By John H. Foote

Though I am sure there are those griping that Greta Gerwig was shut out of the Best Director category, screaming anti-female, the truth is there were six or seven better achievements in direction than hers on Little Women, and it was reflected in the nominations. Women have stated for a number of years that they wish to be treated equally to men, that female directors want to be on the same playing ground as the men. OK, so suck it up! There will be times in the not so distant future when I suspect women will outnumber the men in the Directing category, but that time has not yet come. Nor would Gerwig want a nomination that screamed of “token” which is what it would have been. She did a brilliant job on Little Women, but her partner Noah Baumbach surpassed her achievement with Marriage Story…and was not nominated for Best Director.

If there was a single major shock it was that Joker led the nominations with eleven!! A film based on a comic book, a departure from the DC Universe has racked up eleven Academy Award nominations just one year after Black Panther became the first comic book-based film to be a Best Picture nominee!! And Todd Phillips? Look at the curve his career has taken this year. The director of The Hangover (2015) made a huge departure with Joker, merging A Clockwork Orange (1971), Taxi Diver (1976) and The King of Comedy (1983) is his troubling, very unsettling of the emergence of the Joker. His R rated film stunned critics and has thrilled audiences to the tune of over one billion dollars at the box office. Can you feel it changing??

And Netflix led all studios with twenty-four nominations, besting Sony Pictures by four. I would say Netflix has arrived, but I will save that when they actually have an Oscar win for Best Picture.

Martin Scorsese’s The Irishman, Sam Mendes 1917 and Quentin Tarantino’s Once Upon a Time in Hollywood each earned ten nominations each, Best Picture and Best Director among them. At this writing, Tarantino’s film must be given the edge given the push back against The Irishman and its Netflix roots.

Parasite, the huge success from South Korea racked up seven nominations including Best Picture, Best Director, and Best International Feature Film. The love for the film has spread through the Academy as the film was nominated for Film Editing and Production Design as well.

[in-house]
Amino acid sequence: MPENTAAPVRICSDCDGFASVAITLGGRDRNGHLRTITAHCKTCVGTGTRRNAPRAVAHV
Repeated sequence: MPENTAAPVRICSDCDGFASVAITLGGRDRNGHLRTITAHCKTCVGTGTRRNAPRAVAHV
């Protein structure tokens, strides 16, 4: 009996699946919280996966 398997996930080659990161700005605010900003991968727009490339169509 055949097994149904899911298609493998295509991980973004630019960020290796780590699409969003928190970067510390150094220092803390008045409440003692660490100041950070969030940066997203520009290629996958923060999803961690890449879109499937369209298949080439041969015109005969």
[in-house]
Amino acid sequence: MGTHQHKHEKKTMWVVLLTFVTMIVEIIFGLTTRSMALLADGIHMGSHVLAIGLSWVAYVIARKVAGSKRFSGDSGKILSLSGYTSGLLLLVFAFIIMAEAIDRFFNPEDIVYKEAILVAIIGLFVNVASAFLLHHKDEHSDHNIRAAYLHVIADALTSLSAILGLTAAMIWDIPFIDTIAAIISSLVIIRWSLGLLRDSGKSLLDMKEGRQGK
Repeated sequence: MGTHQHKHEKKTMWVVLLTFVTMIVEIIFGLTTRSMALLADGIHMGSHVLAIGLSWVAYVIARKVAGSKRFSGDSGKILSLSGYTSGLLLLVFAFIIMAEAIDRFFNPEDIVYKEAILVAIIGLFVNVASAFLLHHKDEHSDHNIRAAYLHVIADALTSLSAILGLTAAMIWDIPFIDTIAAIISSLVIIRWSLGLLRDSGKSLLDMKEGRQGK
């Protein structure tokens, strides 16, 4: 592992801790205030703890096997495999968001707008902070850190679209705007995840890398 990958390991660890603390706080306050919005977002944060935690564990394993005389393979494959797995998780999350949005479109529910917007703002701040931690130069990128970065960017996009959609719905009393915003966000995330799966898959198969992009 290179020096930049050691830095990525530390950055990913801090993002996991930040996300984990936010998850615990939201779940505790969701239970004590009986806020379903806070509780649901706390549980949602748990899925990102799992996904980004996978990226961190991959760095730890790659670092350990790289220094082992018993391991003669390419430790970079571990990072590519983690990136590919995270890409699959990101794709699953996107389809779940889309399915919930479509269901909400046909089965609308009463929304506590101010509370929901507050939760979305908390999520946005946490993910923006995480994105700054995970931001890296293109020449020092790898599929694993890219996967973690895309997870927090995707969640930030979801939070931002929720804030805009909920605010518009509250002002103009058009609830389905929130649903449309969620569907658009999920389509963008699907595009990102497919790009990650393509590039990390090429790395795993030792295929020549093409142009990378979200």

Scarlett Johansson must be smiling this morning given she is a two-time nominee in a single year, nominated for Best Actress in Marriage Story and Best Supporting Actress for Jojo Rabbit. This marks the first time the actress has been so nominated over a twenty-year career. Never before has her range been so perfectly captured, and let’s not forget she had a massive box office hit with Avengers: Endgame. Not a bad year at all.

The year ended poorly, or at least with great disappointment, for both Adam Sandler and Eddie Murphy, ignored for their outstanding work, both awards calibre in Uncut Gems and Dolemite is My Name (respectively).

Also shut out entirely was Akwafina and her film The Farewell, a major critical success and which earned her a Golden Globe a week ago. Left out of the Best Actor race was Globe winner Taron Egerton, further stating the irrelevance of the Globes.

The First World War epic 1917 is hot in the mix with ten nominations including Best Film and Best Director for Sam Mendes, his first trip back to the Oscars since winning Best Director and Best Picture for American Beauty in 1999. Over the weekend the film did very well at the box office, bringing in an excess of $36 million dollars, making clear it is a legitimate threat to win the big awards.

Two time Oscar winner Robert De Niro was left out for The Irishman, a curious move, given the praise for the role, and his past with the Academy. Both his co-stars, Al Pacino and Joe Pesci were nominees in the supporting actor category, which also welcomed back Tom Hanks, not nominated since 2000 for Cast Away though being more than deserving. Brad Pitt is expected to triumph here for his cocky, deadly stuntman in Tarantino’s Once Upon a Time in Hollywood.

Renee Zellweger continues to dominate the race for Best Actress, with her first nomination since her supporting actress for Cold Mountain (2003).

All in all no real surprises, the Academy has become so predictable, or perhaps it is our fault, covering the awards from September until the big night. The elements of surprise are virtually non-existent.

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